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GARY | With a pledge Monday to "challenge the community to support this cause," coach Tony Branch of ABC's "Secret Millionaire" fame donated seed money for the Lew Wallace High School cheerleaders' fundraising campaign to buy new uniforms and shoes.

And the founder of the Baylor Youth Foundation basketball league and motivational speaker promised to be back with a "much larger check."

"We got to stop looking for outside people to solve our problems. We can stand on our own," said Branch, who was recognized for his work with Northwest Indiana youth during a March 20 airing of the ABC reality show by millionaire James Malinchak.

During his visit to Lew Wallace, the 50-year-old Merrillville resident talked to the 30 young women from Lew Wallace High and Emerson School for Visual and Performing Arts, who are on the Lew Wallace cheerleading squads.

"Being rich means you can buy something. Wealth is something you can pass on. It can be monetary, education or a good spirit," Branch told the students and their parents during the fundraising campaign kickoff meeting.

"I want to see you go places," he said after the cheerleaders told him about their plans to go to college and become doctors, engineers, chefs, lawyers and journalists. "What drives me is giving you young ladies a chance."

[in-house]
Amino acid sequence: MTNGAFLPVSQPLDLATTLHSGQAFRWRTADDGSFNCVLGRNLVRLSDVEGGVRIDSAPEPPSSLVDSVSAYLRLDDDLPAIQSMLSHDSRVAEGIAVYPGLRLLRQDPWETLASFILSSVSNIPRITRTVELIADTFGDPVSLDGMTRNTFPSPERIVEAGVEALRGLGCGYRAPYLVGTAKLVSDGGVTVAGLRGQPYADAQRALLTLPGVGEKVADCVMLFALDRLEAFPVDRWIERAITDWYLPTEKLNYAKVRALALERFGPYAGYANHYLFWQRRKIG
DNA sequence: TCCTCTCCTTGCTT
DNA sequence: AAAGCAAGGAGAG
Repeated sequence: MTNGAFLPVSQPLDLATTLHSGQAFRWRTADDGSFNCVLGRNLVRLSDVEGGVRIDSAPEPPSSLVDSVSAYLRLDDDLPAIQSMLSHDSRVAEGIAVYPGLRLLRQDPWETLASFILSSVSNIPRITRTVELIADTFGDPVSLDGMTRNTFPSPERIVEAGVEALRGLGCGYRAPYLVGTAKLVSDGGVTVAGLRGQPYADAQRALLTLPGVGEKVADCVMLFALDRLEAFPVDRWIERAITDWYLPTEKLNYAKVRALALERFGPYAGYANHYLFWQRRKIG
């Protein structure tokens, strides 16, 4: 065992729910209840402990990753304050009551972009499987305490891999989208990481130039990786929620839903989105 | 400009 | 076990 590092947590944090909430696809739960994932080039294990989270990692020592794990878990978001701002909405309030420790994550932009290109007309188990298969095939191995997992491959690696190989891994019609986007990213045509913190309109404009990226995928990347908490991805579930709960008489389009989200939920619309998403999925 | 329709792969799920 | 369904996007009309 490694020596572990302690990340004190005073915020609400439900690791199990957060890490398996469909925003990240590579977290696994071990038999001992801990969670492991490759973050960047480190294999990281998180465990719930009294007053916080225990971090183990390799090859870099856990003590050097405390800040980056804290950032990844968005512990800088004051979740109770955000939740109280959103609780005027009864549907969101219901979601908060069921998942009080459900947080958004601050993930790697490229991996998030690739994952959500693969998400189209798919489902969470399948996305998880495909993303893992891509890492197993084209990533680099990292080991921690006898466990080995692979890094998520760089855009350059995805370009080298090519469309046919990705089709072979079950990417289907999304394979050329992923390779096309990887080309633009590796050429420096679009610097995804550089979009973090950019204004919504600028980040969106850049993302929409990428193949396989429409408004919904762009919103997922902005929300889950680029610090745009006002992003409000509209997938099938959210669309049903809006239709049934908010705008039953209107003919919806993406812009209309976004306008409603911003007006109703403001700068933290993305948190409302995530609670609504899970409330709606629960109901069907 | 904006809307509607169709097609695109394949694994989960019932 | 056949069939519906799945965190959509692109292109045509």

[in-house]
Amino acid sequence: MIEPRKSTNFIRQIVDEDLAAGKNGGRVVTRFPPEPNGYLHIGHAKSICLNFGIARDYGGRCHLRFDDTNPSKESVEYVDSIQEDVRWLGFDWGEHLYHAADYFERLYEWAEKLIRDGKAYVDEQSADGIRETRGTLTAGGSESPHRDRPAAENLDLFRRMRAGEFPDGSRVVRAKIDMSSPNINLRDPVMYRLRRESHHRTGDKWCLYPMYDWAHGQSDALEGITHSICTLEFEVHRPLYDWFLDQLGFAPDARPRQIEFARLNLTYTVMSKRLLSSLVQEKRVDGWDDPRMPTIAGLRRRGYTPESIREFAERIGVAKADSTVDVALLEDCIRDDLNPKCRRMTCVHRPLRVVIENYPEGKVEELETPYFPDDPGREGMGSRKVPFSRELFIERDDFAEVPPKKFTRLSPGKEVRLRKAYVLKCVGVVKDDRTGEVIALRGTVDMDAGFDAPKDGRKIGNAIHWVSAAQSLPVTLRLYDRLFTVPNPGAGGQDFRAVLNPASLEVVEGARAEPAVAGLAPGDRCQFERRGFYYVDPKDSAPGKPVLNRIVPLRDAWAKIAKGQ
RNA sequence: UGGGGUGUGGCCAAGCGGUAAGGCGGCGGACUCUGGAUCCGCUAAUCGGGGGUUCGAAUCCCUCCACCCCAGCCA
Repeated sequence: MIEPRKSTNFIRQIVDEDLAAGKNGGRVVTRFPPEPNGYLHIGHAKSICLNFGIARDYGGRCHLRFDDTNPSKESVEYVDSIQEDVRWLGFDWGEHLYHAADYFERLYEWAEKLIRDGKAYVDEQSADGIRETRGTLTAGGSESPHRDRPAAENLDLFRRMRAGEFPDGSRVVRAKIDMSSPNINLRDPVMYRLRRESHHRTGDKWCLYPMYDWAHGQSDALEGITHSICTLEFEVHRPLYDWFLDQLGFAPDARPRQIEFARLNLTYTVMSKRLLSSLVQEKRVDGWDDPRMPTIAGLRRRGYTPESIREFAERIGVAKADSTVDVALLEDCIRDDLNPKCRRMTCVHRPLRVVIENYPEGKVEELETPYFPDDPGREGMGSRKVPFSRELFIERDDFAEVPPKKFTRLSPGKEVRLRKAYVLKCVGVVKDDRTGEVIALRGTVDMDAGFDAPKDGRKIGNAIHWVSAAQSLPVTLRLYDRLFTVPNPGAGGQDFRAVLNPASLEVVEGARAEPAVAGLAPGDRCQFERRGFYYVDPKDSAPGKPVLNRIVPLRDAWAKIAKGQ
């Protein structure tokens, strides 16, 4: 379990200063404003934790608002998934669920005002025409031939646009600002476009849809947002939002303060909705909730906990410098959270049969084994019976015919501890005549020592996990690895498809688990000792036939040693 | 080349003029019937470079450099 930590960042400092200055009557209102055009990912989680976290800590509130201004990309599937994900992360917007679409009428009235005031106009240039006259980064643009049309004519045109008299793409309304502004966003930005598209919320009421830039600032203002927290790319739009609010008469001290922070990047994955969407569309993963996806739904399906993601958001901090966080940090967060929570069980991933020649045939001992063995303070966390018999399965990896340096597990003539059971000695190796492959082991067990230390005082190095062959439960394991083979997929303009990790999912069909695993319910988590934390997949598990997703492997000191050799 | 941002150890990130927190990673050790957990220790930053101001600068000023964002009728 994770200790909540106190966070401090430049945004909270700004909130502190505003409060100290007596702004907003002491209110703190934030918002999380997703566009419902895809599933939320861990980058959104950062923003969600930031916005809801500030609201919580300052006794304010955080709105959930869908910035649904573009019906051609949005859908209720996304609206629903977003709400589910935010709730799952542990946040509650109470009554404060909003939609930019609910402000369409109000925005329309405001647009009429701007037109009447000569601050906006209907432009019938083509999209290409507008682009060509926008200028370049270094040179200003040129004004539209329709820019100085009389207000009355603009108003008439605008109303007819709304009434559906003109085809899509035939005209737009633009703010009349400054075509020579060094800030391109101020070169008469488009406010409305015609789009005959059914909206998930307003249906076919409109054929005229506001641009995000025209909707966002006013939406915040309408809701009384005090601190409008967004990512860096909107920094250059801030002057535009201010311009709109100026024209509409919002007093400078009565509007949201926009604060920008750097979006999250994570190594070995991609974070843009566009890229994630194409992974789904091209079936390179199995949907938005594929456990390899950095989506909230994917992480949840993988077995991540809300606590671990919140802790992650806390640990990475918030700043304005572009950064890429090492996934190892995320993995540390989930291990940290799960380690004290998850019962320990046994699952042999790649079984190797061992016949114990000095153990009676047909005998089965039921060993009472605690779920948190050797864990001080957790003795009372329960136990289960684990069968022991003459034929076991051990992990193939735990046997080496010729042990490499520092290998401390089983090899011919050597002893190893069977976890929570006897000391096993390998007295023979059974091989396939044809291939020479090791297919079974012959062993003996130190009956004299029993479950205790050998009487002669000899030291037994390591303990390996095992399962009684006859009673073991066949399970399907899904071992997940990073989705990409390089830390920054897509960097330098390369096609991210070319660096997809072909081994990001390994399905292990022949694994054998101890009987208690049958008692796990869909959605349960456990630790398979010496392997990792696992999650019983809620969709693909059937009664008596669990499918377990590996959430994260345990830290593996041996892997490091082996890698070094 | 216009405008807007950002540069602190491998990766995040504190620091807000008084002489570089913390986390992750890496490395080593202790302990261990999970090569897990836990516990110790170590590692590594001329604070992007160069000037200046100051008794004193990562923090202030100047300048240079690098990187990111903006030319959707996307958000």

Branch was born and raised in New York City's Bronx borough. He gained fame and fortune with his basketball abilities as a goodwill player with the U.S. armed services and later with a French professional team in Le Havre, France.

After retiring from the military 12 years ago, Branch settled in Gary and went to work for U.S. Steel. Since then, he has been giving back to the community, mentoring youth through sports and donating money and time to youth programs.

Coached by Carol Witvoet, the Lew Wallace cheerleaders are the largest squad to participate in the sport in a number of years.

There aren't enough uniforms for all 30, and the uniforms that are available aren't in good shape, she said.

"No one was cut who wanted to participate. The girls have to maintain a 2.0 grade point average, attend practices and games three times a week after school, and not get in trouble in school or in the community," said Witvoet, who is a friend of Branch and asked him to be part of the fundraising effort.

"These kids choose to make a better life by attending school, maintaining good grades and focusing on the ultimate goal -- a college education and a chance to make something of themselves."